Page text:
DDL’s Web site quotes Davis as saying: “We congratulate you and your company for developing and delivering a high quality product to HUD.” Davis received a draft of this story for comment but declined to make a statement.

A former senior HUD executive who did not want to be quoted for fear of retaliation explained that HUD contracts are worded vaguely to allow the contract to be extended or added on to at the discretion of HUD staff. He said this also makes it very hard for anyone to objectively judge whether the contractor has delivered the services for which it has been paid.

In 2006, the IG reviewed one DDL sole-source contract with a minimum value of $196,779 and a maximum value of $1,018,851 for “hospital mortgage insurance management information support.”

The IG looked at the hospital mortgage insurance contract when he investigated the question of whether HUD Secretary Jackson made politics a factor in deciding who should get HUD contracts, as Jackson said publicly was his practice in a Dallas speech in April 2006.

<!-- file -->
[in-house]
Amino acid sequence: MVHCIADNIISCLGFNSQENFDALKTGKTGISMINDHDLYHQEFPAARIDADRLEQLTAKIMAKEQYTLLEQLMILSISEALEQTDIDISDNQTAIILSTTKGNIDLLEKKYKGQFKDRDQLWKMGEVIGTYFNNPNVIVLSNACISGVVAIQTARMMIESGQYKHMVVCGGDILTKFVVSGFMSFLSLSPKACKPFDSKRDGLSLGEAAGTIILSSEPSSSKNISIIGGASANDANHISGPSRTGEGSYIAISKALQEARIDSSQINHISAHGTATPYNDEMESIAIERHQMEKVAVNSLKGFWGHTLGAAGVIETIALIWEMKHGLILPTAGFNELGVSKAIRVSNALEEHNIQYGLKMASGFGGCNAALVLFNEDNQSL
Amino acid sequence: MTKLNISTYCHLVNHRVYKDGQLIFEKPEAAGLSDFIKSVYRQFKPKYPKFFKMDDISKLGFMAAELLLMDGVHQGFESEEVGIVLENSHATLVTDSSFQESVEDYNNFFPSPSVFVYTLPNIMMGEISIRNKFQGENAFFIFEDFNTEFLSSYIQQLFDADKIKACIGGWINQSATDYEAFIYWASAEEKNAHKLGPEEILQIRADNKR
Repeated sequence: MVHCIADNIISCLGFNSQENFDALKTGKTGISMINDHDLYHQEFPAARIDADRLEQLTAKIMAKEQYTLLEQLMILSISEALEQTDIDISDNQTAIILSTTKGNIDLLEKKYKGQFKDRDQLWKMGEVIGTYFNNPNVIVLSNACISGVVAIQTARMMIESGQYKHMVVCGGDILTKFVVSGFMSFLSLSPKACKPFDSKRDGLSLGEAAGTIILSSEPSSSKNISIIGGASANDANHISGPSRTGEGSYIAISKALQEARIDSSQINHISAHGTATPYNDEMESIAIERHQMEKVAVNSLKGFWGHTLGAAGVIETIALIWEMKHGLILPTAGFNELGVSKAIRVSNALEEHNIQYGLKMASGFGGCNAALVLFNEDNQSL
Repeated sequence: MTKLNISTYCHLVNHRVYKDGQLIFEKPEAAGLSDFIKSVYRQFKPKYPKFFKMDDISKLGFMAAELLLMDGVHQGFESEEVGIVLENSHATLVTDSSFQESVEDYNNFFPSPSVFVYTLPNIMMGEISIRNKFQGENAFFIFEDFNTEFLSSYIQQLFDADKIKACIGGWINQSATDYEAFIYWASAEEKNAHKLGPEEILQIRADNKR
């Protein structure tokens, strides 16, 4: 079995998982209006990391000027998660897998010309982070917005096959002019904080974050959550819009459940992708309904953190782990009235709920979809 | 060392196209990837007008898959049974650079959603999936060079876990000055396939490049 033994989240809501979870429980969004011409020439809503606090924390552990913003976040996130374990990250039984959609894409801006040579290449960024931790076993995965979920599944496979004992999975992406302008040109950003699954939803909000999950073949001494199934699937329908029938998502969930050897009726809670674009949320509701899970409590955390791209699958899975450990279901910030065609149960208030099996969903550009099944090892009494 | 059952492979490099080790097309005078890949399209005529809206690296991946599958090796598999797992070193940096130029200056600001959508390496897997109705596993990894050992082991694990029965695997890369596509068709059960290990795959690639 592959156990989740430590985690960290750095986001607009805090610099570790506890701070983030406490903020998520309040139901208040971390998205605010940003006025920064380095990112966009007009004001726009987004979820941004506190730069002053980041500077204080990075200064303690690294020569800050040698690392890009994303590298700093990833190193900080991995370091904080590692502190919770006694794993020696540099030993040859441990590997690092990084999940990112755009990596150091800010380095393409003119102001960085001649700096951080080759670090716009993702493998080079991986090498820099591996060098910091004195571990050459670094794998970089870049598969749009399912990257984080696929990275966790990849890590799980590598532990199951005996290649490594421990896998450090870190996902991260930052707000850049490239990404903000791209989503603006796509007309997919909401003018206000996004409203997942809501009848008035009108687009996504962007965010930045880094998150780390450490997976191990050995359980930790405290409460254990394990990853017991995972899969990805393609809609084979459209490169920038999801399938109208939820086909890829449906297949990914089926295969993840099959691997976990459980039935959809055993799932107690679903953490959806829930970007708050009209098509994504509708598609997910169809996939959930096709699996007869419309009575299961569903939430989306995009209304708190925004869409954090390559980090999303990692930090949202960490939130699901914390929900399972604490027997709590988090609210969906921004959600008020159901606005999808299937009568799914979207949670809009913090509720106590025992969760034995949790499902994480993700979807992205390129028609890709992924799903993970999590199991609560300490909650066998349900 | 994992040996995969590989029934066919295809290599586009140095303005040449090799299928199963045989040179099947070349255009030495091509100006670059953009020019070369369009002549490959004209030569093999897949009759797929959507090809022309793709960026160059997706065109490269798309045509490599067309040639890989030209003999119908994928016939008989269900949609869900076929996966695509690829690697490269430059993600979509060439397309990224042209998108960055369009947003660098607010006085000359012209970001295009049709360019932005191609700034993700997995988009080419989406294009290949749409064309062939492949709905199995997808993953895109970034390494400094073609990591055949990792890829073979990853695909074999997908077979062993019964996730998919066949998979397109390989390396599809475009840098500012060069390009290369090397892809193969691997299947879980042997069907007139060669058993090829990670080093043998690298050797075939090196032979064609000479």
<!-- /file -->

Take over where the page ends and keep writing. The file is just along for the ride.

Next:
Poor performance alleged

In the IG report on that investigation, dated September 2006, there was a statement by a witness that “DDL continues to get contracts despite its poor performance on several contracts.”

The witness, whose identity was withheld by the IG, told the investigators that DDL “had a relationship” with an unidentified HUD executive within the Office of Departmental Operations and that in 2006, that executive moved to the Office of Housing and DDL started “to get a bunch of contracts over in housing too.” Another source confirmed that DDL started getting contracts from the Office of Housing roughly two years ago.

Davis had been head of the powerful Office of Departmental Operations and Coordination, where he worked closely with Jackson when Jackson was deputy secretary. In that post, Davis had a major role in contracting decisions as a member of the Contract Management Review Board.

Despite the fact that he is a career employee with no housing experience, Davis moved to the Office of Housing roughly two years ago, where he is now second in command after Assistant Secretary Brian Montgomery.